THIS AVALANCHE ADVISORY EXPIRED ON March 17, 2016 @ 6:55 am
Avalanche Advisory published on March 16, 2016 @ 6:55 am
Issued by Steve Reynaud - Tahoe National Forest

Moderate avalanche danger continues due to ongoing wind slab problems on NW-N-NE-E-SE aspects near and above treeline on slopes steeper than 35 degrees.  As daytime warming occurs, avalanche danger will also increase to moderate on E-SE-S-SW-W aspects at all elevations due to the possibility of loose wet avalanches.  Human triggered avalanches continue to be possible today.

2. Moderate

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Above Treeline
Heightened avalanche conditions on specific terrain features. Evaluate snow and terrain carefully; identify features of concern.

2. Moderate

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Near Treeline
Heightened avalanche conditions on specific terrain features. Evaluate snow and terrain carefully; identify features of concern.

2. Moderate

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Below Treeline
Heightened avalanche conditions on specific terrain features. Evaluate snow and terrain carefully; identify features of concern.
    Heightened avalanche conditions on specific terrain features. Evaluate snow and terrain carefully; identify features of concern.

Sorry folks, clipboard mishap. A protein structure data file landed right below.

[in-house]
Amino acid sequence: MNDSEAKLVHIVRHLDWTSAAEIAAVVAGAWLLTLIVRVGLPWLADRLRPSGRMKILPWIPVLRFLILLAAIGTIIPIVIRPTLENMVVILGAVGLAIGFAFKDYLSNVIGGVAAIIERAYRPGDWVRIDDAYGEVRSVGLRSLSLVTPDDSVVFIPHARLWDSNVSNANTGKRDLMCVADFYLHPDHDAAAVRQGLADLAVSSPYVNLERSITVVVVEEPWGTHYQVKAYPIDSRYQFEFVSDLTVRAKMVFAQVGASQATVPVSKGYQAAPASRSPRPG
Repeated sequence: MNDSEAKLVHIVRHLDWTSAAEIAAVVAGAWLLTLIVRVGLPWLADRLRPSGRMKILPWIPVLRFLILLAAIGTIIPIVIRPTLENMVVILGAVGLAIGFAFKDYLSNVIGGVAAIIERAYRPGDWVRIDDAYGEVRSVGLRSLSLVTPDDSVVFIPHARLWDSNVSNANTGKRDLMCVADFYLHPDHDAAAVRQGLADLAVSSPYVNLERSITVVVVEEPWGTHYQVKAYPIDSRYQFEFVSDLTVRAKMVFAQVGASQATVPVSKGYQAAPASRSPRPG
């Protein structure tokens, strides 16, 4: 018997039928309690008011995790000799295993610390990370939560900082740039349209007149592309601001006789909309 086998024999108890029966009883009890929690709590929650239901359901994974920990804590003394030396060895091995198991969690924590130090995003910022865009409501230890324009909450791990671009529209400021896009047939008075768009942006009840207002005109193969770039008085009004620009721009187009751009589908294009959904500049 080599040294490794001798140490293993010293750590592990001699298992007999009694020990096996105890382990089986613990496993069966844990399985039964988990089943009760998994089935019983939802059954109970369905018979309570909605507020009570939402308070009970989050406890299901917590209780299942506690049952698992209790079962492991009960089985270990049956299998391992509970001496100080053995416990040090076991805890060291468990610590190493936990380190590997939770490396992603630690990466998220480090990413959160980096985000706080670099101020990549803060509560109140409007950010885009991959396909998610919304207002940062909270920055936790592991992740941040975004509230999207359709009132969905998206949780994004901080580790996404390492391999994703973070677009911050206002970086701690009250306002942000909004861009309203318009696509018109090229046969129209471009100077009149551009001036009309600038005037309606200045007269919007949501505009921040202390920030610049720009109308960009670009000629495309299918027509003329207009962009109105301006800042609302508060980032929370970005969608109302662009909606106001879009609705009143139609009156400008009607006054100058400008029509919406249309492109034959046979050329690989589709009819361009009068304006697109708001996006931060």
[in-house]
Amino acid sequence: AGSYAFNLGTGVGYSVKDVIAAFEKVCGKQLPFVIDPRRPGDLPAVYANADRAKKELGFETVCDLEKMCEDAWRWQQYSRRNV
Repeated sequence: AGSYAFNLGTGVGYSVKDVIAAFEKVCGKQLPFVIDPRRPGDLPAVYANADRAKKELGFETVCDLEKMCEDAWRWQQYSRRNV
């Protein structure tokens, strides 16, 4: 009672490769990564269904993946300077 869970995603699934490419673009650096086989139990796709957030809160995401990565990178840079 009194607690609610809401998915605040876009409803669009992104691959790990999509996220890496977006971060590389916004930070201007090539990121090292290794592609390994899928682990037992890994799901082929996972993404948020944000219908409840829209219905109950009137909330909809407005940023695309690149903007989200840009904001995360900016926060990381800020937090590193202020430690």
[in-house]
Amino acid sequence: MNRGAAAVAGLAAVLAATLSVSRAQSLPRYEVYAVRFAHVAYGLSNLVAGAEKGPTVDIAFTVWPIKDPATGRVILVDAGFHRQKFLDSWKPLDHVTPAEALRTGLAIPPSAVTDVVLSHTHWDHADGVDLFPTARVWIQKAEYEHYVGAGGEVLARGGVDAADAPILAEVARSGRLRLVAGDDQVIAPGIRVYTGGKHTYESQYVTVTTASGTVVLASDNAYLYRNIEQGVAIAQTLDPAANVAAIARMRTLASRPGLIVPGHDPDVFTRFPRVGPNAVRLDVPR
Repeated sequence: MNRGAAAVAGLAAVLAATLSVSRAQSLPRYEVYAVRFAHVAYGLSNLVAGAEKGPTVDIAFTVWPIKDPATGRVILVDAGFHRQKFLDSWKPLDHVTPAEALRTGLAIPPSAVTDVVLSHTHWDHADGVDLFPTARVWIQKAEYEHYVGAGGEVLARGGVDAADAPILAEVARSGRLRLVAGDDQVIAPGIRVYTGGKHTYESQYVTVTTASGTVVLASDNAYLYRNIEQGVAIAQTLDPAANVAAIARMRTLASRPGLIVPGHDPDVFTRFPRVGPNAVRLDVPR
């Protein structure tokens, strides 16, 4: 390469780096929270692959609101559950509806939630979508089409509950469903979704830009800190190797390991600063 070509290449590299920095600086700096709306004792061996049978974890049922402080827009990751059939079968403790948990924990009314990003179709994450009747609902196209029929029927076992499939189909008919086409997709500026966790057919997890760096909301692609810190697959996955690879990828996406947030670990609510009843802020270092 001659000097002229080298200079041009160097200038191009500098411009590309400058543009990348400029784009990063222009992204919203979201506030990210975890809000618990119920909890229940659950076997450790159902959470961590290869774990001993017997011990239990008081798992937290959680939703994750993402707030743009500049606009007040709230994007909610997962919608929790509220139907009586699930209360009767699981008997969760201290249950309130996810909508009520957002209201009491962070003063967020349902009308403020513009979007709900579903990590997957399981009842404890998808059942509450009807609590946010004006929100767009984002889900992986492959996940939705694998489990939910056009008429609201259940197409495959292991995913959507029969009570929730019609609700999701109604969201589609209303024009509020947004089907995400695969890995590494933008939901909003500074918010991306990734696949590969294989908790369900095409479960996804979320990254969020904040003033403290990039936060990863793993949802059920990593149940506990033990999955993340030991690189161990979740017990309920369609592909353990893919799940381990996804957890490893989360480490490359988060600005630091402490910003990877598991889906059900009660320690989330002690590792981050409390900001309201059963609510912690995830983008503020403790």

Avalanche Problem 1: Wind Slab
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Wind slabs from the Sunday/Monday storm continue to gain strength with snowpack tests showing good bonding in many areas.  In isolated areas throughout the forecast area, recent human triggered avalanche activity and snowpack tests show that these wind slabs still remain a problem.  Areas of greatest concern are steep unsupported terrain and complex terrain with many trigger points on NW-N-NE-E-SE aspects near and above treeline.  Large loads may be required to trigger some of these wind slabs like multiple people on a slope at a time or large cornice fall.

Identify and avoid steep wind loaded terrain. Use clues such as recent test slope failures, cornice formations, wind pillows, snow surface scouring and snowpack tests to determine where suspect wind slabs exist.  Practice safe backcountry travel protocols:  only expose 1 person on a slope at a time, use clear communication within your group, and regroup in safe areas away from avalanche runout zones

Avalanche Problem 2: Loose Wet
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Warming temperatures, light winds, and full sun today will make loose wet avalanches possible on E-SE-S-SW-W aspects at all elevations and on NW-N-NE aspects below treeline.  Most of these instabilities should be in the form of roller balls and pinwheels and could be both natural and human triggered.  Larger loose wet avalanches could become possible today that could entrain enough snow to bury or injure a backcountry user. 

Timing is critical as daytime warming occurs today.  Shallow snow areas with rocks or vegetation may become unstable first.  Roller balls or pinwheels are a sign that the snow surface is loosing strength and that larger loose wet avalanches may become possible.  Avoid slopes steeper that 35 degrees or being under steep slopes as daytime warming occurs.

recent observations